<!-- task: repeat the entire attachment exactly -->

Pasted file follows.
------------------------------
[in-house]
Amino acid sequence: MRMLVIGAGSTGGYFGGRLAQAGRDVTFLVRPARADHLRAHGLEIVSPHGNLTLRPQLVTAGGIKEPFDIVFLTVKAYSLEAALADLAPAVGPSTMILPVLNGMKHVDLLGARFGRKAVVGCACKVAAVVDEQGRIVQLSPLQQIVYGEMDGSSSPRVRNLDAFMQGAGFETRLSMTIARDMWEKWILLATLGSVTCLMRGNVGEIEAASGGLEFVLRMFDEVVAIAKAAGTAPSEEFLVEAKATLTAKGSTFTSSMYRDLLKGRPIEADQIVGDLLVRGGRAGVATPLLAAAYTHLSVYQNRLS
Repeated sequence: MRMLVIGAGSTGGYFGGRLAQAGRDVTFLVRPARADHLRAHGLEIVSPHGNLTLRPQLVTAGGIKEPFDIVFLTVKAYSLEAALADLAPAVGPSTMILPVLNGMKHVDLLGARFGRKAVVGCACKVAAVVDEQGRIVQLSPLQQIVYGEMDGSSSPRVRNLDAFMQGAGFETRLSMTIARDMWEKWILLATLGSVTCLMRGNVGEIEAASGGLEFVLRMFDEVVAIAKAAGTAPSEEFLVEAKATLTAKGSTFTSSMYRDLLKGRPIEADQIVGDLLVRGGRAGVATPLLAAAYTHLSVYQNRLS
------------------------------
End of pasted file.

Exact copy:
[in-house]
Amino acid sequence: MRMLVIGAGSTGGYFGGRLAQAGRDVTFLVRPARADHLRAHGLEIVSPHGNLTLRPQLVTAGGIKEPFDIVFLTVKAYSLEAALADLAPAVGPSTMILPVLNGMKHVDLLGARFGRKAVVGCACKVAAVVDEQGRIVQLSPLQQIVYGEMDGSSSPRVRNLDAFMQGAGFETRLSMTIARDMWEKWILLATLGSVTCLMRGNVGEIEAASGGLEFVLRMFDEVVAIAKAAGTAPSEEFLVEAKATLTAKGSTFTSSMYRDLLKGRPIEADQIVGDLLVRGGRAGVATPLLAAAYTHLSVYQNRLS
Repeated sequence: MRMLVIGAGSTGGYFGGRLAQAGRDVTFLVRPARADHLRAHGLEIVSPHGNLTLRPQLVTAGGIKEPFDIVFLTVKAYSLEAALADLAPAVGPSTMILPVLNGMKHVDLLGARFGRKAVVGCACKVAAVVDEQGRIVQLSPLQQIVYGEMDGSSSPRVRNLDAFMQGAGFETRLSMTIARDMWEKWILLATLGSVTCLMRGNVGEIEAASGGLEFVLRMFDEVVAIAKAAGTAPSEEFLVEAKATLTAKGSTFTSSMYRDLLKGRPIEADQIVGDLLVRGGRAGVATPLLAAAYTHLSVYQNRLS